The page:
This is an update to our September 2013 Blakes Bulletin: Increases to Alberta Licensee Liability Rating Program.

Effective February 28, 2014, the Alberta Energy Regulator (AER) has implemented the Licensee Liability Rating (LLR) Program Management Plan (PMP). The PMP complements the changes made to the LLR program in the first part of 2013, which require oil and gas operators in Alberta to pay higher security deposits to maintain their required LLR. The higher deposits under the new LLR requirements pose significant financial challenges for junior oil and gas companies. They also significantly impact oil and gas companies that are the subject of voluntary or involuntary insolvency proceedings due to the financial liabilities of the LLR program or otherwise, and wish to transfer their licences.


The PMP allows licensees who meet its eligibility requirements to defer the financial burden imposed by the new LLR standards. Instead of making a lump sum payment, which is subject to escalating enforcement procedures by the AER on default, licensees can make quarterly payments beginning within six months of their PMP approval date and continuing until December 30, 2017 (Plan End Date). The amount of each quarterly payment is determined by dividing the total LLR security deposit owing to the AER by the number of quarterly payments remaining until the Plan End Date. Licensees retain the right to make lump sum payments, which supplement but do not replace quarterly payments.

The AER has placed a number of restrictions on eligibility for the PMP. Licensees with closure and abandonment orders issued prior to January 1, 2014 will not be eligible. Licensees that become noncompliant with the LLR after January 1, 2014, but prior to a closure order being issued, may be eligible for the program. An application to the PMP must include an operating forecast, including a cash flow forecast (which will not reflect the LLR security payments required by the program), internally evaluated reserves information, and a management and director signoff. The AER also retains its right to modify the requirements of PMP at its sole discretion. 

In order to be eligible for the PMP, most licensees will be required by the AER to conduct at least one abandonment and one site reclamation over the life of the program. In limited cases where all wells are active, this requirement may be waived. Conversely, where a licensee has a high ratio of inactive properties, multiple well abandonments may be required. The abandonment and reclamation plan must be completed by the end of 2017 and is subject to revision at the request of the AER.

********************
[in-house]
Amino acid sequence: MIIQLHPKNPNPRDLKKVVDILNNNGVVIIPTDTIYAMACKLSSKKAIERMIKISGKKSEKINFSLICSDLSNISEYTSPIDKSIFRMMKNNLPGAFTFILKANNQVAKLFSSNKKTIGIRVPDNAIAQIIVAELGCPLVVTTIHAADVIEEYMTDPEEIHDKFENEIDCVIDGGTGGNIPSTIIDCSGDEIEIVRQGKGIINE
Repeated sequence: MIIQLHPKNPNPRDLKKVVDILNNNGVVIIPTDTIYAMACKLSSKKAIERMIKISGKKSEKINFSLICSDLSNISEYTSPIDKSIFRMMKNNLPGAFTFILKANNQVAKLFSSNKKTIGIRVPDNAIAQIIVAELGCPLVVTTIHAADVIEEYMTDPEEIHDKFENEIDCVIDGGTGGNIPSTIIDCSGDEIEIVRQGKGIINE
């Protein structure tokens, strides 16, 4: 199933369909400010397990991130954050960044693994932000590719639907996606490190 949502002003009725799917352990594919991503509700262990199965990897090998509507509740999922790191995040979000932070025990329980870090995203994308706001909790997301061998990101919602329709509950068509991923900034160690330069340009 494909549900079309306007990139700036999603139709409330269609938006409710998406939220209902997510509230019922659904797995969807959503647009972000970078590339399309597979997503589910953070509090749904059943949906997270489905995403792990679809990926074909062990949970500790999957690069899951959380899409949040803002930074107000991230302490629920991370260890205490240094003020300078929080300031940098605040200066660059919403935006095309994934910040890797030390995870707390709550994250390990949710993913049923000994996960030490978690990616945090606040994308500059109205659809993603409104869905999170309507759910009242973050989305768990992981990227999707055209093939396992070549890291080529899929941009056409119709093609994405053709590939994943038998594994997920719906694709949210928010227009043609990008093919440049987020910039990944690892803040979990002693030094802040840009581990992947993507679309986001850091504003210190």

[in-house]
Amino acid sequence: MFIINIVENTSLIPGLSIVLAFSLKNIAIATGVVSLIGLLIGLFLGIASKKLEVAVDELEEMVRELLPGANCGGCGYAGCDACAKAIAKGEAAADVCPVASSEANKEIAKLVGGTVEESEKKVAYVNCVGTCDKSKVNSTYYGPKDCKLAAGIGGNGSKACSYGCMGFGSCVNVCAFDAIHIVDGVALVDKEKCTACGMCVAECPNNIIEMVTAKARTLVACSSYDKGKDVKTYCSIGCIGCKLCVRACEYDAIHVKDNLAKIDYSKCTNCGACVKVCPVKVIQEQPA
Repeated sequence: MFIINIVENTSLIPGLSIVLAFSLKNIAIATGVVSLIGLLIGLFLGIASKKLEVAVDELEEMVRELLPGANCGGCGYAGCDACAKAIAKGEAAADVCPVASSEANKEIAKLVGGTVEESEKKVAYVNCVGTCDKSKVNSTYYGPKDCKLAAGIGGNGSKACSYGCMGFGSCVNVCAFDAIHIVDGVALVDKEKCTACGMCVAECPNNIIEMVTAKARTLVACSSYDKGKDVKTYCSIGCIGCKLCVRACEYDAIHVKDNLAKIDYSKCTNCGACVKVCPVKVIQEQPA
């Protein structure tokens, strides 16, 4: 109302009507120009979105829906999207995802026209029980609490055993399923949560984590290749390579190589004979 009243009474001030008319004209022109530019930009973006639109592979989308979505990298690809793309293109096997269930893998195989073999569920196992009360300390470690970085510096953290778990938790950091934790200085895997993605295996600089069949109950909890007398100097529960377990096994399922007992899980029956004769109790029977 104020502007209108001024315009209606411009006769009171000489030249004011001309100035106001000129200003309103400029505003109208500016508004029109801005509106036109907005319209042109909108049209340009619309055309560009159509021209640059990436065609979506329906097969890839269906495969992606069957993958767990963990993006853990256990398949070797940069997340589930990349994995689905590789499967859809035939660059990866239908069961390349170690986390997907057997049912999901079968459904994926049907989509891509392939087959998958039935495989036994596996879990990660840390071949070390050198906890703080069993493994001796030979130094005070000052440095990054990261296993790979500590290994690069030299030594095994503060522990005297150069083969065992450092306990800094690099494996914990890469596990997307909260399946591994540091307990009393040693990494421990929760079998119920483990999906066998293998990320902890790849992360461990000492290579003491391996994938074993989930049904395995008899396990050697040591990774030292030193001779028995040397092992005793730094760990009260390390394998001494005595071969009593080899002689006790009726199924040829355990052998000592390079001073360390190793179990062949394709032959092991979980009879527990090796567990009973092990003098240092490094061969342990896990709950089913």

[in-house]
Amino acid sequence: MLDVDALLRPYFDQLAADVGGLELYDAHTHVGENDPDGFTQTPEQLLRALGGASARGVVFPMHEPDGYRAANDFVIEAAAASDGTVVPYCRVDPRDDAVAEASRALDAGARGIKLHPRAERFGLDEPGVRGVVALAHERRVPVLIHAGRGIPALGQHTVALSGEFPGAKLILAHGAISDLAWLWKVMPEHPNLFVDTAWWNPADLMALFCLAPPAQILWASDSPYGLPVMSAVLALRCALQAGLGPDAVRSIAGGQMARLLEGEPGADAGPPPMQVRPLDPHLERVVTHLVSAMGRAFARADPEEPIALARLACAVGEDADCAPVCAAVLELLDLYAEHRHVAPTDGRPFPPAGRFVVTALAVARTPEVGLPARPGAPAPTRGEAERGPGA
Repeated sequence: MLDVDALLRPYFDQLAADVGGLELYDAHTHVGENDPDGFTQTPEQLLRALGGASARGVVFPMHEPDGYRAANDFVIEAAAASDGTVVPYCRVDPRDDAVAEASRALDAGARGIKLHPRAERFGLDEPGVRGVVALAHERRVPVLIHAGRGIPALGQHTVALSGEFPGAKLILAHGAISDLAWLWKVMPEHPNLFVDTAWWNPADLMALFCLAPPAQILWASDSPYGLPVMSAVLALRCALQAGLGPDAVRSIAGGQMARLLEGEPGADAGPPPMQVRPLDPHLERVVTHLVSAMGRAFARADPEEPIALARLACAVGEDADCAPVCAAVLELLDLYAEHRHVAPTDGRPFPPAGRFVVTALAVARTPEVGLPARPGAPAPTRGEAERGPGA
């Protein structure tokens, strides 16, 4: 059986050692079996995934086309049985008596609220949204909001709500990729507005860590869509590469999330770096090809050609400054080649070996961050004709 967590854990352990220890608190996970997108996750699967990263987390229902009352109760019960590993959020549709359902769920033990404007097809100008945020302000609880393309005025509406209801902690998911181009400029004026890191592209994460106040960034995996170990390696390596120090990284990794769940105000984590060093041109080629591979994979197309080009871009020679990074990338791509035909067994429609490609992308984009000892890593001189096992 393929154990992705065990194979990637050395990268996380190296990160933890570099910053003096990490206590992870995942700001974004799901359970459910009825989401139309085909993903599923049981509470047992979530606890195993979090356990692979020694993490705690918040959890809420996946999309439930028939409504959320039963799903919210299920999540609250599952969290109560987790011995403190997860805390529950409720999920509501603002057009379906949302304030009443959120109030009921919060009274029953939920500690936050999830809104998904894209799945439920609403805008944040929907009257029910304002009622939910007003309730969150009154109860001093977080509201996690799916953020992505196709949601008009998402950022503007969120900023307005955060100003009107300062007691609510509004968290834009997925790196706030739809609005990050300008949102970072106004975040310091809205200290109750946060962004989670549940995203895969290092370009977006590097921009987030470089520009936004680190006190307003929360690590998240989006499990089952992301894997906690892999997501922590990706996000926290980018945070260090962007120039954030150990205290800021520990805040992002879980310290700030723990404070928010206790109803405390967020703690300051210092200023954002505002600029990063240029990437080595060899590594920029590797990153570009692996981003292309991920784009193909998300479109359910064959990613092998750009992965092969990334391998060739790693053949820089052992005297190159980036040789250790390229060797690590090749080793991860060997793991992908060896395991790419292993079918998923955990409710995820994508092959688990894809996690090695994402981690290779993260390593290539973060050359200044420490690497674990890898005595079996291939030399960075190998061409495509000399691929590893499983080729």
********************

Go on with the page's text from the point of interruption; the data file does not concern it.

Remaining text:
Applying to the PMP imposes significant restrictions and obligations on a qualifying licensee. The licensee must be willing to submit itself to greater AER scrutiny of its ability to meet LLR security requirements and must demonstrate an improvement in its LLR ratio over time. The licensee must provide monthly reports to the AER delineating progression towards goals and actions taken, and will have its company name posted on the AER website along with its asset-to-liability ratio.

Once the PMP is entered into, a licensee must pay all required quarterly security deposits, conduct all applicable reclamation and remediation activities, and attain an LLR ratio of 1.2 in order to exit the program. This ratio cannot be obtained by providing a security deposit that exceeds the PMP requirements. It requires an increase in deemed assets or reduction in deemed liabilities beyond what would otherwise be required had the PMP not been entered into. For example, a licensee could raise its LLR ratio to 1.2 by increasing production or undertaking additional abandonment or reclamation of its inactive properties.

The PMP program does not alter the AER approval process for licence transfer requests. Accordingly, the full security required by the LLR program must be paid as part of the transfer approval process. Both the transferor and transferee must have an LLR rating of at least 1.0 before a transfer can be approved. If a licensee seeks to transfer out more deemed assets than liabilities, it must pay the required security deposit at the time of transfer and is not eligible for quarterly payments under the PMP. In effect, this means that a licensee seeking to transfer out all of its licences would first have to pay the full outstanding security deposit required under the LLR program and would no longer be eligible for quarterly payments under the PMP. This poses a significant challenge for junior oil and gas producers that are subject to insolvency proceedings and seeking to transfer their licences, as outlined in our previous bulletin.